If you an Indian interwebs-junkie and don’t spend every bit of your bandwidth quota in watching videos on the educational site also known as Pornhub, you would have heard of All India Bakchod and The Viral Fever, and if not heard of them, then definitely seen their videos. And if you have not a week ago, you definitely know of AIB now with their roast of Arjun Kapoor and Ranveer Singh going viral on the Net and getting play time in the media, and then being taken down, now that random religious outfits eager to grab their two seconds of fame have filed cases against them for “vulgarity”, and the fans of a prominent star, who has apparently taken grievous umbrage to what was said, anti-hashtagging it aggressively on Twitter, because as you may have guessed it, this is very important issue for the youth of the country right next to global warming and Gautam Gulati winning Big Boss.
So, like every other young man like Rahul Gandhi, I too have something to say.
First of all, well done AIB. You has definitely struck gold with their roast. None of this, the approbation or the condemnation, is going to harm you guys even a little bit. On the contrary it has firmly established your brand.
Because, make no mistake, gaaonwaalon, this is business.
Along with TVF and several other similar comedy-collectives, AIB caters to an under-served market that has huge disposable income, namely upper-middle-class urban Indian youth, drawing their comedic inspirations from Comedy Central and pirated specials of Louis CK, for whom Kapil Sharma and Raju Srivastava are the Guddu Rangeela and Altaf Raja of laughs. The “disposable income” part is very critical because that’s where the business model is. Roasts and stand-up and fake movie award nites are perfect for brands, and, it’s well known that advertising, explicit or implied, works best with humor.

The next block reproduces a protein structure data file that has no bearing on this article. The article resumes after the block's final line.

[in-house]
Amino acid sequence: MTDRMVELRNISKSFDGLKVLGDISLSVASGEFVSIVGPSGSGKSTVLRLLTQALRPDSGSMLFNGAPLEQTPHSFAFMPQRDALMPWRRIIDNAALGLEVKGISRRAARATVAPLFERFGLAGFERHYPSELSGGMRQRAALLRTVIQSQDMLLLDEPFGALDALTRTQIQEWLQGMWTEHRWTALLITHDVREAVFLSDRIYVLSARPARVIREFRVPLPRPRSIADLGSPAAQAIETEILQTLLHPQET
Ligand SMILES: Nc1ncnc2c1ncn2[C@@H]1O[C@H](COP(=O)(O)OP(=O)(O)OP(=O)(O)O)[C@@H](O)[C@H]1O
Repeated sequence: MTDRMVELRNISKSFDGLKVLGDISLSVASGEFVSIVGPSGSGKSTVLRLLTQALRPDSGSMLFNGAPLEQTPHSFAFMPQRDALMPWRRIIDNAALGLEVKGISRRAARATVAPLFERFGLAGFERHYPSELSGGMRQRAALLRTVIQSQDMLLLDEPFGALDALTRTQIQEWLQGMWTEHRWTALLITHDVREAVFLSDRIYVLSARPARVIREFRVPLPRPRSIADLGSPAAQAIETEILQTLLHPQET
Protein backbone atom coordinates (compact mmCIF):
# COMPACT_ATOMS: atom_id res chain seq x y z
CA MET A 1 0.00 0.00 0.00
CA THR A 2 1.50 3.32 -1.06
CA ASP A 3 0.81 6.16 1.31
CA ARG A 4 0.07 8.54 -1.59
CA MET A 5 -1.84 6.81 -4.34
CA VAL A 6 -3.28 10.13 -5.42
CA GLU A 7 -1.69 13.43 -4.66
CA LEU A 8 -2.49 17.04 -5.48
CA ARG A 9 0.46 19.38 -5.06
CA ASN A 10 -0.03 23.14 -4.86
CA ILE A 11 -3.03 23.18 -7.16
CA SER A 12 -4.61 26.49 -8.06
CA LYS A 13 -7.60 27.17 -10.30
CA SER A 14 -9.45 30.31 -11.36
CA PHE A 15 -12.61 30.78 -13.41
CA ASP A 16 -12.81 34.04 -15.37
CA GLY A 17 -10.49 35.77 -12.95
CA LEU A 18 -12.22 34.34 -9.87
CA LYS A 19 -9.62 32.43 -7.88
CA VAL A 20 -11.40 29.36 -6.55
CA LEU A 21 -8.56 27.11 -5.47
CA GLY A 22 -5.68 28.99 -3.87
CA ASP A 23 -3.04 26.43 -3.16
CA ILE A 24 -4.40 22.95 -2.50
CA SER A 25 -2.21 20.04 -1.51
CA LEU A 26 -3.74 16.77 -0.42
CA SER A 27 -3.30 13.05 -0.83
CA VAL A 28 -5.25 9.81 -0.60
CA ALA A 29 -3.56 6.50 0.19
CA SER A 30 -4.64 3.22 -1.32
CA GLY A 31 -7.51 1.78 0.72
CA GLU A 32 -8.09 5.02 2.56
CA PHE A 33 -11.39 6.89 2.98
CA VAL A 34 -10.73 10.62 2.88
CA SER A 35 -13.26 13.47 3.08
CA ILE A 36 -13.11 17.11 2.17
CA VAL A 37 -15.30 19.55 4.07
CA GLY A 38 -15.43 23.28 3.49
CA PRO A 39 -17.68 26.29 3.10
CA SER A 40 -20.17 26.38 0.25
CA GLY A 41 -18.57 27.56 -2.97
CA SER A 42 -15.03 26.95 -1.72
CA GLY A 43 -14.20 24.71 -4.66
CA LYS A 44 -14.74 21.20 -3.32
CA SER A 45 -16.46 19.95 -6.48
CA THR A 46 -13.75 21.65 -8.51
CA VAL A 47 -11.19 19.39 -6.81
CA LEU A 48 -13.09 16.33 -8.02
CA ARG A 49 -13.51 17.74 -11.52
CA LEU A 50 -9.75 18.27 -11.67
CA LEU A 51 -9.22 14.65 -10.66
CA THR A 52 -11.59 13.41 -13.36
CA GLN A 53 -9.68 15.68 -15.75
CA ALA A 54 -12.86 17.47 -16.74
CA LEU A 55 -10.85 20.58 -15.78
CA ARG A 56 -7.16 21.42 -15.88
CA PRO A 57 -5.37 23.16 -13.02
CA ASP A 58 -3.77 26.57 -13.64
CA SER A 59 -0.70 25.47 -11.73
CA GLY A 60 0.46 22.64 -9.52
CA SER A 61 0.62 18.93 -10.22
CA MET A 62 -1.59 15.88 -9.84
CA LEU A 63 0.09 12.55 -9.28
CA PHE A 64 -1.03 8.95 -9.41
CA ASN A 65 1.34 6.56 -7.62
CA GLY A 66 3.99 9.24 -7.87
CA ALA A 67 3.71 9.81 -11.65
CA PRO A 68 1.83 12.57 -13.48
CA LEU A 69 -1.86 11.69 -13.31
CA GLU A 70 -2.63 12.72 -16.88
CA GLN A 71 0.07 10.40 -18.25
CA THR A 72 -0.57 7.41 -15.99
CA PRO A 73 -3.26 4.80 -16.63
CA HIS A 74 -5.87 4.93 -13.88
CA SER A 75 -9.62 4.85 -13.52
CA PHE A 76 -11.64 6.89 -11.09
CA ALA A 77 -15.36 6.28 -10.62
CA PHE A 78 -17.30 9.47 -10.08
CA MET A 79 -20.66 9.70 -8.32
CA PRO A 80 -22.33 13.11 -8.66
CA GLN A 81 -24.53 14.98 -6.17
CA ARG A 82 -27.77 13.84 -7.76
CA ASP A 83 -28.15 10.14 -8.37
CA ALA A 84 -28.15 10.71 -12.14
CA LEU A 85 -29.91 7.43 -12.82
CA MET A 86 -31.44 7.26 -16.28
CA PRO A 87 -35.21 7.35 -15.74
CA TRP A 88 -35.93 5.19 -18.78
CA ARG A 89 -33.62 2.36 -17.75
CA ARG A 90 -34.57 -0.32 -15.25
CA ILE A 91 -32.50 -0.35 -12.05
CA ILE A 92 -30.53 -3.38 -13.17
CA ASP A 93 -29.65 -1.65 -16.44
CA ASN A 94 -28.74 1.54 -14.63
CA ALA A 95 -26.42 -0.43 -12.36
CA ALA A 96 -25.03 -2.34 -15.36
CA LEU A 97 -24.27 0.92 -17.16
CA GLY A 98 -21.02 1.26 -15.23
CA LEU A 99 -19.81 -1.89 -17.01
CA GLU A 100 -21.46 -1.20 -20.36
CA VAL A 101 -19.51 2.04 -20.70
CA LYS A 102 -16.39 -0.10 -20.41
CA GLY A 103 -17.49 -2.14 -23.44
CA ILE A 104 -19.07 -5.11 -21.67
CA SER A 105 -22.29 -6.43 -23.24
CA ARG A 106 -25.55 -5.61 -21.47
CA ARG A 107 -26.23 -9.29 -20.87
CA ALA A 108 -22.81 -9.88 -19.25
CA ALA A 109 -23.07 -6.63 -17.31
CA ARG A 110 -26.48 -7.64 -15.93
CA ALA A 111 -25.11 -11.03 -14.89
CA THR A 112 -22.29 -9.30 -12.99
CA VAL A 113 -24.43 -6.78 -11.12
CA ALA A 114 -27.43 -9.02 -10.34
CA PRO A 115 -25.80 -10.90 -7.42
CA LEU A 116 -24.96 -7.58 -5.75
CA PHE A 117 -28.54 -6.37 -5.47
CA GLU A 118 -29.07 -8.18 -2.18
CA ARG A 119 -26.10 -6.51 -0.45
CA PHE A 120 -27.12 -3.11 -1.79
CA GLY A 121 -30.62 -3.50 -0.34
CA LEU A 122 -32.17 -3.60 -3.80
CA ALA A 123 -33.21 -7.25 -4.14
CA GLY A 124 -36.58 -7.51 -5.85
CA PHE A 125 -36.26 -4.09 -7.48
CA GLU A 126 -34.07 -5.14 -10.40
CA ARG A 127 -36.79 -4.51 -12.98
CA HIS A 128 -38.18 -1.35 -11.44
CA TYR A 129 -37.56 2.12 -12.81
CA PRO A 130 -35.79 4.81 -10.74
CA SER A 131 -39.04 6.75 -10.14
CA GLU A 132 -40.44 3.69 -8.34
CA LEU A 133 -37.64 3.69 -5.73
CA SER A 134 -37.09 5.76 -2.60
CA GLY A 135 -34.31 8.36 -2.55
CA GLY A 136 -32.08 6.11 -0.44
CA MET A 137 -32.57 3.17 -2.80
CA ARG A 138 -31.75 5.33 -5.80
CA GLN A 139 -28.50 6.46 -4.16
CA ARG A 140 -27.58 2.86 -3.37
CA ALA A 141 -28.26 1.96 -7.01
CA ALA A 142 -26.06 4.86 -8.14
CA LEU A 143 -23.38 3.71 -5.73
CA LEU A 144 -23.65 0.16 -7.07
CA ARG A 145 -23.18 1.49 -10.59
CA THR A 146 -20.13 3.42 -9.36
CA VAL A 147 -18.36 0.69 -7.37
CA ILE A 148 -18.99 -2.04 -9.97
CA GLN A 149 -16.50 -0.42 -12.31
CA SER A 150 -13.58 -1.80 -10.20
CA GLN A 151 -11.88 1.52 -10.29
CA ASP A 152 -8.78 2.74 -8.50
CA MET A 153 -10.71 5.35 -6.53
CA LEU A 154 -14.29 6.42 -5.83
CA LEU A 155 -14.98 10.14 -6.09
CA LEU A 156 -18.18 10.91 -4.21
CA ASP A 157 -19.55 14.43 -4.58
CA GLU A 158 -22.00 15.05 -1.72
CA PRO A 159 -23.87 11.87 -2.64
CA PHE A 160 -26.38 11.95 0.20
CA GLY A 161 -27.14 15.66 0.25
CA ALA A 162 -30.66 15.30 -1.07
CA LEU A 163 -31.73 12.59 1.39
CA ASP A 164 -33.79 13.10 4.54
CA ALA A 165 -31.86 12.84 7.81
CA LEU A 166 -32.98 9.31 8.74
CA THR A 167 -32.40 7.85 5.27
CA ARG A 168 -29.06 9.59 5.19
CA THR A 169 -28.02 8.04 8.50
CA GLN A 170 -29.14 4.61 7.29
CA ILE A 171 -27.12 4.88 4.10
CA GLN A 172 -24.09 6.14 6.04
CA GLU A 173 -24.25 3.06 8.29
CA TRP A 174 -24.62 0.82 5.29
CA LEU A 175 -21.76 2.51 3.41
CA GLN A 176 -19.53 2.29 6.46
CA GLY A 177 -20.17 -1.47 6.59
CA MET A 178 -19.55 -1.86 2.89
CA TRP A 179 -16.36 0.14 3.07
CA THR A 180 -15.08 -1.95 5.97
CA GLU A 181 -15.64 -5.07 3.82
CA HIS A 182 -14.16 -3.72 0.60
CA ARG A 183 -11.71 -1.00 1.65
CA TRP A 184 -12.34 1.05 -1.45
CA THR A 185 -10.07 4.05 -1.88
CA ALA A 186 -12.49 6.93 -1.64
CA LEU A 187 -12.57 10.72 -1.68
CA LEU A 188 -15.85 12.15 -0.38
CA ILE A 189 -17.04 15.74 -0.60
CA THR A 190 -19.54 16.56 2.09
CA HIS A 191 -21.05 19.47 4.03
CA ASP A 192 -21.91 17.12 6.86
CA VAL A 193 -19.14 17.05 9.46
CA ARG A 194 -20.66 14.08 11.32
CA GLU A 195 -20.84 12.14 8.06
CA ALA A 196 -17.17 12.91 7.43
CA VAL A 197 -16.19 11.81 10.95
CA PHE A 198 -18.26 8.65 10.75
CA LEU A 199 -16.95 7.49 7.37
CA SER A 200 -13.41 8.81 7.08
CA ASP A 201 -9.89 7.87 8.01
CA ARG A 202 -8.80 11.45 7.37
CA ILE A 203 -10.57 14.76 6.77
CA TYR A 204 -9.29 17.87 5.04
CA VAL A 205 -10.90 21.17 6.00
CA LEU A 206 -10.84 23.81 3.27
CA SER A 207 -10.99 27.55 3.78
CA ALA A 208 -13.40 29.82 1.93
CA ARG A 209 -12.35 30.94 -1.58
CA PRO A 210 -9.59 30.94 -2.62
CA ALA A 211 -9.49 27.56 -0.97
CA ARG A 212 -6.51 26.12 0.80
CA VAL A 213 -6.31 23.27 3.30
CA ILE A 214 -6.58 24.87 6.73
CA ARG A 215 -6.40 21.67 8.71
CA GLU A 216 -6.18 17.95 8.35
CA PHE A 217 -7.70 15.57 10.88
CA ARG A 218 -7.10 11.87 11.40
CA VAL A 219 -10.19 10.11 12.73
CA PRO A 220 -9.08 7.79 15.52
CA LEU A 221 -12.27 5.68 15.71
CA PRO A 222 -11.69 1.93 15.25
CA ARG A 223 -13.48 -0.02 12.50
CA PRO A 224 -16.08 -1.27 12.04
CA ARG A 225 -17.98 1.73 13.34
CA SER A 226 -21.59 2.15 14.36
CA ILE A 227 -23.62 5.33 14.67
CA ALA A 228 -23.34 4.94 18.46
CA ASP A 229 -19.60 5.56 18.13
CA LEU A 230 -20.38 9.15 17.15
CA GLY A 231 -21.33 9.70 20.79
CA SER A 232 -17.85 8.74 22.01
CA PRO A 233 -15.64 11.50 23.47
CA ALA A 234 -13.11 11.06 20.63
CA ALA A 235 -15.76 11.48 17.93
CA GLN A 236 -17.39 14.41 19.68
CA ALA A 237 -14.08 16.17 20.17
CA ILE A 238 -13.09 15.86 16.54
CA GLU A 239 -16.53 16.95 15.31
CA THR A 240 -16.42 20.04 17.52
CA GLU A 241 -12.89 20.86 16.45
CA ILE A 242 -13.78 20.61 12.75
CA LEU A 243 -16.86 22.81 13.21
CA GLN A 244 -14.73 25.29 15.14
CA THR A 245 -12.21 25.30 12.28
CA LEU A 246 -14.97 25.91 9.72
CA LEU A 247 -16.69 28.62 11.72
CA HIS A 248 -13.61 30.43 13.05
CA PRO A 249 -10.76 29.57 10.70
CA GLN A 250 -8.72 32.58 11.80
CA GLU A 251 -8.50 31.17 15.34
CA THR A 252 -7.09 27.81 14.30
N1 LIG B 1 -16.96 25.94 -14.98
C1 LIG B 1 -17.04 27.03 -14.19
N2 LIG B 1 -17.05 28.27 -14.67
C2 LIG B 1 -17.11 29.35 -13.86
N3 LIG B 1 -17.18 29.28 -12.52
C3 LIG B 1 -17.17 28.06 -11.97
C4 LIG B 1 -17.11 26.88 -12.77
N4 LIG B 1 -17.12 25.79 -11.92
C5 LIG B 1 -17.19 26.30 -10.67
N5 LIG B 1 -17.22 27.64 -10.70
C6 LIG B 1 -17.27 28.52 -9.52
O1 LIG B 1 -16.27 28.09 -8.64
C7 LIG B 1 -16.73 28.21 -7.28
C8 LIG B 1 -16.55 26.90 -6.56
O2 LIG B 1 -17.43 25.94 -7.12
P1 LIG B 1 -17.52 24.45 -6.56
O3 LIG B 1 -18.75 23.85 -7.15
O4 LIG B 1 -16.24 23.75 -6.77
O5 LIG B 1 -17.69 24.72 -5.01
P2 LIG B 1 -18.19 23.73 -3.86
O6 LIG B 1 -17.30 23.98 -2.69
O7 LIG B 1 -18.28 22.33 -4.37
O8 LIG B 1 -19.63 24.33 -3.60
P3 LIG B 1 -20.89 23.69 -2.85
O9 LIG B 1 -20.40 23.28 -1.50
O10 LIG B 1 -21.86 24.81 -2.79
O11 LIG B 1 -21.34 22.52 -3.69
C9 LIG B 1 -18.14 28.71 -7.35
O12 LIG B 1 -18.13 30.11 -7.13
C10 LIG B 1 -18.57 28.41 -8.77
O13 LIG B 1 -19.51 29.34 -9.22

Of course a vital component of popularity in India is Bollywood. No matter how much you “roast” them, it’s impossible to take the next step up in the popularity ladder without Bollywood celebrity endorsement. While that’s not rocket science, what’s less obvious is that Bollywood needs comedy collectives too. The days of inaccessible movie-stars with large sun-glasses has joined abundant chest hair in the dust-heap of history. Now Alia Bhatt’s PR works with them to cleverly roll back a PR disaster for their client. Rising stars like Arjun Kapoor and Ranveer Singh want to associate with AIB, because it feeds in well with the persona their image managers want to cultivate, that of bindass stars who then become first choices to endorse youth brands, like condoms, with a direct connect to the Roadies demographic and it was not a co-incidence, I guess, then that the once-anchor of Roadies, its most recognizable bald head, was also on the Roast panel. Even someone like Shahrukh Khan, who you would think transcends the need for publicity, comes on TVF, because their insane number of Youtube subscriptions is too much for even him to let go.
This is, of course, all a marketeer’s wet-dream. And like most great success stories, the different comedy-groups have their timing right. Ten years ago, when Net speeds were as fast as Munaf Patel, an Youtube-based franchise would not have worked. Now it does, rivalling television in terms of ease of access. If I had money, (which I dont) and the balls to invest (which I dont), I would buy stocks in AIB and TVF right now, because they are a bunch of digital visionaries, firmly on the way up.
Coming to the show itself, I found it quite enjoyable. While some of the jokes missed the mark, either due to the writing or due to the delivery, and that anyone who writes comedy will tell you is inevitable, in all it was very professionally put together event. My favorites were Tanmay Bhatt among the stand-up comics when it came to the delivery, and Karan Johar among the celebrities. Not so much for what KJo said, but the way he said it. The best humor stems from incongruity, and it’s the dissonance between KJo’s “It’s all about loving your family” (which on second thoughts now sounds a bit Game of Thrones creepy) wholesome persona, and the way he comes across (which of course is also an act) in the Roast that’s makes for the best laughs. It’s like a Nirupa Roy character in a film looking tearily into the camera, “Aaj woh hote toh yeh din naheen dekhne padte” as a sad Kalyanji-Anandji tune plays in the background and then suddenly fishing out a multi-speed dildo.